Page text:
Every year, around 3.2 million people in Europe are diagnosed with cancer. Treatments are typically made up of surgery, radiation therapy and chemotherapy. Radiation Oncology is the most effective non-surgical anti-cancer therapy, used in the treatment of around 50 per cent of patients cured globally.
Across Europe, approximately 950,000 cancer patients receive radiotherapy each year as a cost-effective anti-cancer treatment. Modern radiotherapy treatment planning and delivery is heavily based on imaging and image processing, and technical advances have advanced and personalised radiotherapy treatments.
However, a main limiting factor in providing radiation therapy for cancer treatment is being able to deliver a dose to tumour cells without damaging healthy surrounding tissues.
Dr Manuch Soleimani, from our Department of Electronic & Electrical Engineering, said: “Along with CERN, Bath will be developing new multi-modality tomography techniques to image tumours within the body. This is a noninvasive procedure, but will give a much clearer picture to medical teams, allowing them to carefully target only tumorous cells, while protecting healthy cells.”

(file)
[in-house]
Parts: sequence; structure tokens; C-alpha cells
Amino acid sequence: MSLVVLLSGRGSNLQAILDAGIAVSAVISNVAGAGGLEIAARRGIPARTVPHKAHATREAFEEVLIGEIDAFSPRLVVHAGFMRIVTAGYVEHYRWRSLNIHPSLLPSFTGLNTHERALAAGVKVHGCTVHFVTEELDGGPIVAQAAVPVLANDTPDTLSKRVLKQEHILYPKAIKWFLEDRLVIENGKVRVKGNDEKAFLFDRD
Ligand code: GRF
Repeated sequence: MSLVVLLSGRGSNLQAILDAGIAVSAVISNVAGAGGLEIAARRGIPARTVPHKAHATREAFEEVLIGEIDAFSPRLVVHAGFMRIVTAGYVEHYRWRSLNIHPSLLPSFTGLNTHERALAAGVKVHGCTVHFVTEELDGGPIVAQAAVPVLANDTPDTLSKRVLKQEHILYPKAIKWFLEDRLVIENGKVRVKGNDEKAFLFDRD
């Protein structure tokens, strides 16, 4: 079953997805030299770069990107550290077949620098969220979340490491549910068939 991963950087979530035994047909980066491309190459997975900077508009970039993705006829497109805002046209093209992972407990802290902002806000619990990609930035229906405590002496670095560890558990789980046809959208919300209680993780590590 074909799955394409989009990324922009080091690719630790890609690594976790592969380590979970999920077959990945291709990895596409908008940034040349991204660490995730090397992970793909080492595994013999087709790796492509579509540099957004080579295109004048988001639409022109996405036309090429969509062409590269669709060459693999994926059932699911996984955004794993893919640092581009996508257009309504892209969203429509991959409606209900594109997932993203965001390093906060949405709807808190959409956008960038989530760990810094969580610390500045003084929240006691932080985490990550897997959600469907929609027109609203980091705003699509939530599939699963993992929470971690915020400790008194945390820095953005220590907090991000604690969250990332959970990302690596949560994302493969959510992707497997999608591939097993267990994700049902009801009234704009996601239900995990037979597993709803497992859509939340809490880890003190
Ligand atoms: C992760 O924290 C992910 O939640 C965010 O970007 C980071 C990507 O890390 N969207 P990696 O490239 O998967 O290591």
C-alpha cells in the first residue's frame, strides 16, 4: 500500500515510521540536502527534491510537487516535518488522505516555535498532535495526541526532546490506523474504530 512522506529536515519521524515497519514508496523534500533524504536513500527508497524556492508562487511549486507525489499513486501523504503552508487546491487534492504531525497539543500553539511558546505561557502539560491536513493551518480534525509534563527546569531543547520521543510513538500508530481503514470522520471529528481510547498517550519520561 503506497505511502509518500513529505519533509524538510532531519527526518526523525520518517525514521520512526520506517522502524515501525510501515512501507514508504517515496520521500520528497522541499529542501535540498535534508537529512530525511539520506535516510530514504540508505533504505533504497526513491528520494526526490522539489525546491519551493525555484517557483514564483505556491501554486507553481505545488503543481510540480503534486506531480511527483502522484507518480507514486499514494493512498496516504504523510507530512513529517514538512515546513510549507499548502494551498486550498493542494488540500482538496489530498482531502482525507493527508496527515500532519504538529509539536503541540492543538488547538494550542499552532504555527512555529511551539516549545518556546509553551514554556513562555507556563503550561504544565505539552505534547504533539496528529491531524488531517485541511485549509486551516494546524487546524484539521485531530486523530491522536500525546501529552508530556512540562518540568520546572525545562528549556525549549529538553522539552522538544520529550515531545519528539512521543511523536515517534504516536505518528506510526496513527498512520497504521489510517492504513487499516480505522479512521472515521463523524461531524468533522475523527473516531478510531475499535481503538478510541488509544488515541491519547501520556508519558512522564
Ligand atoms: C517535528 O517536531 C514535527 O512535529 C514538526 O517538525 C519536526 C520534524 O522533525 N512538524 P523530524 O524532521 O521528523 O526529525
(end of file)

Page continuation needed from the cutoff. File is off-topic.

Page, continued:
Professor Manjit Dosanjh, senior staff member and advisor for life sciences at CERN, said: “The combination of multiple imaging modalities is expected to provide increased tumour delineation, targeting and mitigation of organ motion, resulting in more precise tumour positioning and targeting.
“Ultimately, this will lead to improved target coverage, maximal sparing of healthy tissues, resulting in eventually more personalised radiotherapy treatment.”
CERN, or the ‘European Organisation for Nuclear Research’, is the world’s largest particle physics laboratory. Physicists and engineers at CERN are probing the fundamental structure of the universe, and famously in July 2012 found the expected ‘Higgs boson’ particle. The laboratory is concerned with research across the field of physics.
The new research collaboration was officially launched during a recent visit to CERN by a University of Bath delegation, led by Vice-Chancellor Professor Dame Glynis Breakwell.
Commenting, she said: “CERN is synonymous with high-impact, ground-breaking research that is changing our understanding of the world in which we live. Collaborating with researchers there demonstrates the quality of our expertise here at Bath, and the important role we play as a research-intensive institution. This visit to CERN was a valuable first step in building a lasting research relationship.”